* FDA panel votes 19-10 to tighten hydrocodone restrictions
* FDA typically follows advice of advisory panels
* Products include Vicodin, certain cough suppressants
* Rules would class products as Schedule II substances
Jan 25 A U.S. Food and Drug Administration
advisory panel has called for tighter restrictions on products
that contain hydrocodone, an opioid painkiller present in
commonly-prescribed drugs that are potentially addictive.
The panel of outside medical experts voted 19 to 10 on
Friday to reclassify such products to make them more difficult
to obtain. The move comes at a time when deaths from
prescription drugs are soaring in the United States.
The recommendation by the panel followed two days of
discussions prompted by a request from the U.S. Drug Enforcement
Administration to have hydrocodone-containing painkillers such
as Vicodin classified as Schedule II controlled substances.
This group includes opioid painkillers such as oxycodone and
morphine as well as certain stimulants that have a high
potential for abuse. Until now, Vicodin and other products that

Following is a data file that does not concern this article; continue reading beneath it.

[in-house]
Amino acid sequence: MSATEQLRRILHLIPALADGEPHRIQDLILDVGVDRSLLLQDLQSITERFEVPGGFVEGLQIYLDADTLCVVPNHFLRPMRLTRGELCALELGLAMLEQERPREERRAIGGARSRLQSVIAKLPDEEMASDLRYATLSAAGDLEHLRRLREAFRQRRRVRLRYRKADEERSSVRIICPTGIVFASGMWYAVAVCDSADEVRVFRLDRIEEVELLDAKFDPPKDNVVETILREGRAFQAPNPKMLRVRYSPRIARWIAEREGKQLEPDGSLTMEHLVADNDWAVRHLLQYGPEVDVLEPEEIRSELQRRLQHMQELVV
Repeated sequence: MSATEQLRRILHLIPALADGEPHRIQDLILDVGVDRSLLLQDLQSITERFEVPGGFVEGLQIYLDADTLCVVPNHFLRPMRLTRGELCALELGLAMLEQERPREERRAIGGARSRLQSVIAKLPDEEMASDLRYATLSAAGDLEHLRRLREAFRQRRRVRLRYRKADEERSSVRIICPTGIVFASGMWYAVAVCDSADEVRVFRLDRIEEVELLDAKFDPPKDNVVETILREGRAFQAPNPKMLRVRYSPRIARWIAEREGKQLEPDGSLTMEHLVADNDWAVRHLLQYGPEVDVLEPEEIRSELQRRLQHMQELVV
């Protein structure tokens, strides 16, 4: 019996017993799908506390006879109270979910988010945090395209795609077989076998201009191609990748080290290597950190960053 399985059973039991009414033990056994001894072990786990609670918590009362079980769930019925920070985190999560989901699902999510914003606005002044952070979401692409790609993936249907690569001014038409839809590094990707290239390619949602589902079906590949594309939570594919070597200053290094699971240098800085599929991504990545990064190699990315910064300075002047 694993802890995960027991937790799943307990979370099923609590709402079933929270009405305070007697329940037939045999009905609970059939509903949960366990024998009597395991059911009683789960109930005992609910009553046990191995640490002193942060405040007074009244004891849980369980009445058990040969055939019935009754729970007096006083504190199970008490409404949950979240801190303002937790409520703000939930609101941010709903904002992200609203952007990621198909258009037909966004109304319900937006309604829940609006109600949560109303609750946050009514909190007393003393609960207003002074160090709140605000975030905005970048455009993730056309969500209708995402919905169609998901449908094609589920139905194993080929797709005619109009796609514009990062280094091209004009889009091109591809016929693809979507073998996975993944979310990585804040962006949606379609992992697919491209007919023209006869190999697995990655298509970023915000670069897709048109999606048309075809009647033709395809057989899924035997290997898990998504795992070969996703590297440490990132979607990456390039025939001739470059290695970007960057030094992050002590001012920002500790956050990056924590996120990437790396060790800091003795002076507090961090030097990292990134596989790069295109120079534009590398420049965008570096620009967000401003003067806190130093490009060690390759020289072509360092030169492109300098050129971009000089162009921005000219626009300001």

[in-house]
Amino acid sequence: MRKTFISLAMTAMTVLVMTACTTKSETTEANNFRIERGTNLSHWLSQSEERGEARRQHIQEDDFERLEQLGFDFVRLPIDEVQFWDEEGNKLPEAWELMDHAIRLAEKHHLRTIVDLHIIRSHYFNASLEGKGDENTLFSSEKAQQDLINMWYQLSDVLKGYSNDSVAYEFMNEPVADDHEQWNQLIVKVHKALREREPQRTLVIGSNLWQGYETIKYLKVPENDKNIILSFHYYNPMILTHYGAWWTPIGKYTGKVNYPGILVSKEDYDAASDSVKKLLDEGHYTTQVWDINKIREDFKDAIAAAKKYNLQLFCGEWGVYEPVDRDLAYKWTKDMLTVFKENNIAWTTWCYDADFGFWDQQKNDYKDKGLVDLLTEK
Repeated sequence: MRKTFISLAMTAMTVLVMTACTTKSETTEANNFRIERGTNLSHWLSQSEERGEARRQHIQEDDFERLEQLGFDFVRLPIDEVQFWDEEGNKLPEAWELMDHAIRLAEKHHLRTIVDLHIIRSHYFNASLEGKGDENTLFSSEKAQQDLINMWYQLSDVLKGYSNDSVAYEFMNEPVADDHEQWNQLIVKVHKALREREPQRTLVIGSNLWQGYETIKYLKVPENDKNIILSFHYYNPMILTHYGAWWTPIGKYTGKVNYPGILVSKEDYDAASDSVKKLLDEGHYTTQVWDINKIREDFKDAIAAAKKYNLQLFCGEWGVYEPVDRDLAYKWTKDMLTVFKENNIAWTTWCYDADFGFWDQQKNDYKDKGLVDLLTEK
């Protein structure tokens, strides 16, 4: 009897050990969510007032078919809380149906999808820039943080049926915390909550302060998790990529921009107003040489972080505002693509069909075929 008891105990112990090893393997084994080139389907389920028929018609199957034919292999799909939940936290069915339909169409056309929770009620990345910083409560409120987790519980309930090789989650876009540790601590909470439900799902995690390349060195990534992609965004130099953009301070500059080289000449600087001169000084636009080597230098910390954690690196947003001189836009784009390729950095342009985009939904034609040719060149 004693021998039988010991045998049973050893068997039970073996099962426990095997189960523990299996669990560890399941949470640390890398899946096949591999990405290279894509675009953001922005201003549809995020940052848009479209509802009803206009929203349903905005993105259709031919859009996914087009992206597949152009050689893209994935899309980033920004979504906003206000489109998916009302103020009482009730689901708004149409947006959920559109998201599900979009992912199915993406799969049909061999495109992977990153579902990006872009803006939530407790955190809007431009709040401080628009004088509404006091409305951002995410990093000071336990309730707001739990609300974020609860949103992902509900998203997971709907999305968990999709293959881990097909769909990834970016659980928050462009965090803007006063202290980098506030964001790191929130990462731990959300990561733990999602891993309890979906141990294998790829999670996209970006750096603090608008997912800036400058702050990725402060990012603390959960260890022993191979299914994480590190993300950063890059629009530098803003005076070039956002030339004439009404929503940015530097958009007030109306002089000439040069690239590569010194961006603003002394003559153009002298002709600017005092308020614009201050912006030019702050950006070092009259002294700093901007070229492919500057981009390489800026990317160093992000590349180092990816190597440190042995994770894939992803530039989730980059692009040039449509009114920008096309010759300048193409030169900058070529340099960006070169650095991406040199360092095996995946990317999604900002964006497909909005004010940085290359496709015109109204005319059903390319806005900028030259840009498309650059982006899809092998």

contain less than 15 milligrams of hydrocodone have been
classified as Schedule III controlled substances, a less
The challenge facing U.S. regulators is to keep the powerful
and potentially addictive painkillers out of the hands of those
who do not have a legitimate medical need for them, while
protecting access to the drugs for patients with legitimate
If the FDA follows the advice of its advisory panel, as it
usually does, hydrocodone-containing drugs will be harder to
obtain. Physicians, for example, are not able to call in a
prescription for a Schedule II product. Instead, patients must
present a written prescription.
Opponents of the rule change argue that such a requirement
could cause hardship to legitimate patients, especially the
elderly. But proponents argue that the death toll from abuse of
opioids is unacceptably high.
Nearly three out of four prescription drug overdoses are
caused by opioid painkillers, according to data from the Centers
for Disease Control and Prevention.
Regulators are trying to tackle the problem from a variety
of angles. For example, in an attempt to restrict supply, the
DEA has been putting pressure on wholesale suppliers of
prescription drugs to better police their customers.
Several companies, including Pfizer Inc and Endo
Health Solutions are working to develop tamper
resistant opioids that cannot be easily crushed or dissolved by
addicts looking to quickly get a full dose of the drug.
Yet the problem continues. The misuse of prescription
painkillers was responsible for more than 475,000 emergency
department visits in 2009, a number that nearly doubled in just
five years, according to the CDC.